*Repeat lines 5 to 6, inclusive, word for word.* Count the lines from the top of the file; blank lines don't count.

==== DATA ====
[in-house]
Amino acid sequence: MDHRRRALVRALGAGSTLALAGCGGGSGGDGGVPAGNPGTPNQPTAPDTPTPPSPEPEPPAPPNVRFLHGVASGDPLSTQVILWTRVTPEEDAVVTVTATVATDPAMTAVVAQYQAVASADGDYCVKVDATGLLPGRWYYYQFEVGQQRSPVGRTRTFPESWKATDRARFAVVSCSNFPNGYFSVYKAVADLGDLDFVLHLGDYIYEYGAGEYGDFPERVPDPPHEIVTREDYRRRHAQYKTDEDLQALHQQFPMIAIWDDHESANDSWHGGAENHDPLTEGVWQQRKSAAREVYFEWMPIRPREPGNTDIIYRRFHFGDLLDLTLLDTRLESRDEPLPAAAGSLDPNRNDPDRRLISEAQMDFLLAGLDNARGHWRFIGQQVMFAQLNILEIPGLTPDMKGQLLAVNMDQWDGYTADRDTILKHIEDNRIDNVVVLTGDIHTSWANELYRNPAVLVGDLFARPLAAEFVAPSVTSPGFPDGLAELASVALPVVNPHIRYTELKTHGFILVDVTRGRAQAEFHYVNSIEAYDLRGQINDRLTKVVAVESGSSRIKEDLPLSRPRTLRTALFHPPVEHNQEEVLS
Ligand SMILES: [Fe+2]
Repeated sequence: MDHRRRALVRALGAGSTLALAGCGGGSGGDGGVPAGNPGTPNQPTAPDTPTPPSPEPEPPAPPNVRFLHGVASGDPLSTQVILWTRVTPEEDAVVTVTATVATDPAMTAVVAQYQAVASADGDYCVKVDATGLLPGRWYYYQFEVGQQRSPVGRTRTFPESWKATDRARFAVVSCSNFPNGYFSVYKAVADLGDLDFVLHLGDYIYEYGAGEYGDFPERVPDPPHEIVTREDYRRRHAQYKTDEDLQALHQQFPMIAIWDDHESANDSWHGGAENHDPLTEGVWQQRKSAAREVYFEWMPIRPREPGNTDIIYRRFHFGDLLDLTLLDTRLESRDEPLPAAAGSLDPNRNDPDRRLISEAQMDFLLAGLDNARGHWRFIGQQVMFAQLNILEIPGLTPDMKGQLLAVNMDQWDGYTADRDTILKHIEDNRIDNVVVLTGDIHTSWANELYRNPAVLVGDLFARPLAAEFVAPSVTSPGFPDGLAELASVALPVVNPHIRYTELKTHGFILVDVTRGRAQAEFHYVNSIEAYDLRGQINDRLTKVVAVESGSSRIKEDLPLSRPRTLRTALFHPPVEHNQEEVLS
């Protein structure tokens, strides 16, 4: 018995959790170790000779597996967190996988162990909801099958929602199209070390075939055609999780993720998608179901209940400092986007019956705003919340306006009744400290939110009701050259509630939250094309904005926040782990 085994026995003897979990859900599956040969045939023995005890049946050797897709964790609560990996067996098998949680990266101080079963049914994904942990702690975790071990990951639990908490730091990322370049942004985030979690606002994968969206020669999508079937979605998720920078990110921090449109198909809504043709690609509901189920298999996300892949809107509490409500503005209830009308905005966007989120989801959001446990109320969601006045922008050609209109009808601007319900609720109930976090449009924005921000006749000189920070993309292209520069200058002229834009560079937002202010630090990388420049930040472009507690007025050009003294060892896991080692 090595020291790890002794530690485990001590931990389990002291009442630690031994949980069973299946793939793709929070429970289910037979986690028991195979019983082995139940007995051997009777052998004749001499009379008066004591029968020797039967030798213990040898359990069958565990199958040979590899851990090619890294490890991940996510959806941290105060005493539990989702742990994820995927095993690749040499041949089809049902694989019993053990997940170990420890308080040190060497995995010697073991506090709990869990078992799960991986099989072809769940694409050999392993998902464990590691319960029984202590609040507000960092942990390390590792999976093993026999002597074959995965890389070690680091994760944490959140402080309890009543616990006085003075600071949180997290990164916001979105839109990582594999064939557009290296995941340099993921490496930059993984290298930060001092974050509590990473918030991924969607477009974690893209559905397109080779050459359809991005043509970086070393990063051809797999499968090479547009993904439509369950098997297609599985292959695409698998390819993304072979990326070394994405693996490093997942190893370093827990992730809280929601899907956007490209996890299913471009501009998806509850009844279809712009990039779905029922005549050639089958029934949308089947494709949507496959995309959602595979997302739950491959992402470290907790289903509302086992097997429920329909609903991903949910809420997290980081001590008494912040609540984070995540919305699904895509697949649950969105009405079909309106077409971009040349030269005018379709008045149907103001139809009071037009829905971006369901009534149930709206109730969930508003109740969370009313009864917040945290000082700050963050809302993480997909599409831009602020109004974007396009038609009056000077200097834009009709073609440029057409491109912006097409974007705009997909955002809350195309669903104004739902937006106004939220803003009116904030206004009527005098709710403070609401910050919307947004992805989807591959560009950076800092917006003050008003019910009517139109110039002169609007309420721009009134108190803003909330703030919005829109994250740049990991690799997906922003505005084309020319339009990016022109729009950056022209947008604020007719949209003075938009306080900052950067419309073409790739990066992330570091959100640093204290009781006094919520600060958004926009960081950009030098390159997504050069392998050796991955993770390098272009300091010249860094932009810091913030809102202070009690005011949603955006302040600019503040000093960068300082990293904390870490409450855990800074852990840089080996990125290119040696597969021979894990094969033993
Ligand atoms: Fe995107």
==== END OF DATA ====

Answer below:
């Protein structure tokens, strides 16, 4: 018995959790170790000779597996967190996988162990909801099958929602199209070390075939055609999780993720998608179901209940400092986007019956705003919340306006009744400290939110009701050259509630939250094309904005926040782990 085994026995003897979990859900599956040969045939023995005890049946050797897709964790609560990996067996098998949680990266101080079963049914994904942990702690975790071990990951639990908490730091990322370049942004985030979690606002994968969206020669999508079937979605998720920078990110921090449109198909809504043709690609509901189920298999996300892949809107509490409500503005209830009308905005966007989120989801959001446990109320969601006045922008050609209109009808601007319900609720109930976090449009924005921000006749000189920070993309292209520069200058002229834009560079937002202010630090990388420049930040472009507690007025050009003294060892896991080692 090595020291790890002794530690485990001590931990389990002291009442630690031994949980069973299946793939793709929070429970289910037979986690028991195979019983082995139940007995051997009777052998004749001499009379008066004591029968020797039967030798213990040898359990069958565990199958040979590899851990090619890294490890991940996510959806941290105060005493539990989702742990994820995927095993690749040499041949089809049902694989019993053990997940170990420890308080040190060497995995010697073991506090709990869990078992799960991986099989072809769940694409050999392993998902464990590691319960029984202590609040507000960092942990390390590792999976093993026999002597074959995965890389070690680091994760944490959140402080309890009543616990006085003075600071949180997290990164916001979105839109990582594999064939557009290296995941340099993921490496930059993984290298930060001092974050509590990473918030991924969607477009974690893209559905397109080779050459359809991005043509970086070393990063051809797999499968090479547009993904439509369950098997297609599985292959695409698998390819993304072979990326070394994405693996490093997942190893370093827990992730809280929601899907956007490209996890299913471009501009998806509850009844279809712009990039779905029922005549050639089958029934949308089947494709949507496959995309959602595979997302739950491959992402470290907790289903509302086992097997429920329909609903991903949910809420997290980081001590008494912040609540984070995540919305699904895509697949649950969105009405079909309106077409971009040349030269005018379709008045149907103001139809009071037009829905971006369901009534149930709206109730969930508003109740969370009313009864917040945290000082700050963050809302993480997909599409831009602020109004974007396009038609009056000077200097834009009709073609440029057409491109912006097409974007705009997909955002809350195309669903104004739902937006106004939220803003009116904030206004009527005098709710403070609401910050919307947004992805989807591959560009950076800092917006003050008003019910009517139109110039002169609007309420721009009134108190803003909330703030919005829109994250740049990991690799997906922003505005084309020319339009990016022109729009950056022209947008604020007719949209003075938009306080900052950067419309073409790739990066992330570091959100640093204290009781006094919520600060958004926009960081950009030098390159997504050069392998050796991955993770390098272009300091010249860094932009810091913030809102202070009690005011949603955006302040600019503040000093960068300082990293904390870490409450855990800074852990840089080996990125290119040696597969021979894990094969033993
Ligand atoms: Fe995107």